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First ever robot surgery in space paves way for Mars trips

Virtual Incision’s Mira robot could be used on long-duration space missions after a successful test on the International Space Station (Virtual Incision)
Virtual Incision’s Mira robot could be used on long-duration space missions after a successful test on the International Space Station (Virtual Incision)

A team of Earth-based doctors have performed the first ever remote-controlled surgery in space using a robot aboard the International Space Station (ISS).

The successful procedure, which saw surgeons slice through rubber bands as a stand-in for human tissue, could pave the way for a new era of space medicine that facilitates long-distance missions to Mars and beyond.

The spaceMIRA robot, built by engineers at the University of Nebraska-Lincoln in the US, had a signal latency of between two-thirds to three-quarters of a second. This is far greater than similar remote-controlled surgical robots currently used on Earth, however short enough to perform a range of surgeries that would previously have been impossible without a specialist onboard.

“Those surgeries will enable us to go on these longer-duration missions, further from Earth,” said Nasa astronaut Jasmin Moghbeli. “So it’s a real game-changer.”

Virtual Incision, a private company created to develop the robot, said spaceMIRA is currently the only robotic surgery device that is small enough to be suitable for space missions.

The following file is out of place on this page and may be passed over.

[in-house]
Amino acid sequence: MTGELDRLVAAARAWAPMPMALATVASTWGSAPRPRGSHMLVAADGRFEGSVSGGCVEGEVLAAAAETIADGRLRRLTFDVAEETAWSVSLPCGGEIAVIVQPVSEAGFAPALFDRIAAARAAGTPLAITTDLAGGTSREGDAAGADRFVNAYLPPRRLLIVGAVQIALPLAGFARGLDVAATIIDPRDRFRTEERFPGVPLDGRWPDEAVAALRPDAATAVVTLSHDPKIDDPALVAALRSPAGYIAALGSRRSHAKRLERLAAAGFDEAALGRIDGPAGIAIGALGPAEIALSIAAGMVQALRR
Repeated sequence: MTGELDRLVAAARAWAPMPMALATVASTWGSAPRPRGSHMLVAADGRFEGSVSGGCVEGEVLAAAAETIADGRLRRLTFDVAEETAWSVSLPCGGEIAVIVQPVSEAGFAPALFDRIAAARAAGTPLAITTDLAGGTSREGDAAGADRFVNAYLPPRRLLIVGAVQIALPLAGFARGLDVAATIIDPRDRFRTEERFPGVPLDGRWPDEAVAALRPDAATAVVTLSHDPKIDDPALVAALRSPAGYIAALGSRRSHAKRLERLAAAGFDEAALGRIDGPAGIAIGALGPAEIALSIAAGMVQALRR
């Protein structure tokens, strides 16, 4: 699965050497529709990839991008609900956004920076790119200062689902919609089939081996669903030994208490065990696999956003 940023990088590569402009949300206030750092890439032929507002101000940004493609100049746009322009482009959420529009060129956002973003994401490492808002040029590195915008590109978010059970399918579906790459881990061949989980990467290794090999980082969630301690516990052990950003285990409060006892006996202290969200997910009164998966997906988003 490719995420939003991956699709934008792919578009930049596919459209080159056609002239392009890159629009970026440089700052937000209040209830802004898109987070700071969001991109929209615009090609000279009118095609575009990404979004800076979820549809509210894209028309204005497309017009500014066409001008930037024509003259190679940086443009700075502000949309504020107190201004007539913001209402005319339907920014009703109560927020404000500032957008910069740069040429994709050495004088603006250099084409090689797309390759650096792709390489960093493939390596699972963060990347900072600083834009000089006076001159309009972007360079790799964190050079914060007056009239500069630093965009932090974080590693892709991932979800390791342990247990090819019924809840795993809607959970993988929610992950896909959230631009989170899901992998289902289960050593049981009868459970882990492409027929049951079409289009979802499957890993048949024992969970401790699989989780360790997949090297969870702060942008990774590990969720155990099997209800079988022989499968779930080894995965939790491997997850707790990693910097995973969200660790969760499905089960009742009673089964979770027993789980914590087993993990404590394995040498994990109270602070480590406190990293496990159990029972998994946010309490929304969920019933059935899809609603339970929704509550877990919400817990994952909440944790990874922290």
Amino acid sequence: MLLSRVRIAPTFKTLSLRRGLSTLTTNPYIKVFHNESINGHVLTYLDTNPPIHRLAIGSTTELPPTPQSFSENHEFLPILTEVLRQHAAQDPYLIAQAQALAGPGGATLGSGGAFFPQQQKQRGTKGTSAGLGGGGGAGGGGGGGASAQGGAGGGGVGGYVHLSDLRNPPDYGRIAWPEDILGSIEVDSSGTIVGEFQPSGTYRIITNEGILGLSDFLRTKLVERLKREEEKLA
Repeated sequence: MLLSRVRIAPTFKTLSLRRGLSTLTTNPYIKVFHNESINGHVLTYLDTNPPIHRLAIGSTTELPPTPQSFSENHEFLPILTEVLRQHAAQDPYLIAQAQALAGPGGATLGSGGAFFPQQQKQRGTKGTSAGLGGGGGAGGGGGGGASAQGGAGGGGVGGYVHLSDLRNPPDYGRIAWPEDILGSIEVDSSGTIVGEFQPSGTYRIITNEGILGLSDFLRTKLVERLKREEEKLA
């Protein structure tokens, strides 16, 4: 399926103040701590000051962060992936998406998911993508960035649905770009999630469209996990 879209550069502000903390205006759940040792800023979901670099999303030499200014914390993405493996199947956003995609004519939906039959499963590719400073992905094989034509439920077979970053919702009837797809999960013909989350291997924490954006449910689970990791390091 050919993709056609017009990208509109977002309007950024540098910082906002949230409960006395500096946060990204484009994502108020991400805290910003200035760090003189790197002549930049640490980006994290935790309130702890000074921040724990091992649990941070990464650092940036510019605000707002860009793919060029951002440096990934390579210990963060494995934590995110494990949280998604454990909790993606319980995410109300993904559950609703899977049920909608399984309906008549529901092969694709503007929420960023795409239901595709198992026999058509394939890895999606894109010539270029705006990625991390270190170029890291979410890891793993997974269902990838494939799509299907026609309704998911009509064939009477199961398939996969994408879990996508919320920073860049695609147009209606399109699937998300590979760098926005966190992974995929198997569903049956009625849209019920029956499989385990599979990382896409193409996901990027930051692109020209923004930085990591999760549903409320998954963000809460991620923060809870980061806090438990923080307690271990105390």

Nasa has been researching and investing in the technology for decades in the hope of one day using it on deep space missions. A round-trip to Mars, which is one of the “horizon goals” of the US space agency, is anticipated to take around two years to complete.

“Longer space missions increase the likelihood that crew members may need surgical procedures, whether simple stitches or an emergency appendectomy,” Nasa wrote in a blog post detailing the mission.

“Results from this investigation could support development of robotic systems to perform these procedures.”

Beyond long-duration space missions, Virtual Incision said its robot could be used to perform surgeries in remote places on Earth, offering any operating room the option to have access to specialist surgeons.

“As thrilling as it is to have our technology in space, we expect the impact of this research will be most notable on Earth,” said the company’s chief executive John Murphy.

“The introduction of miniRAS has the potential to revolutionise healthcare by making every operating room robot ready.”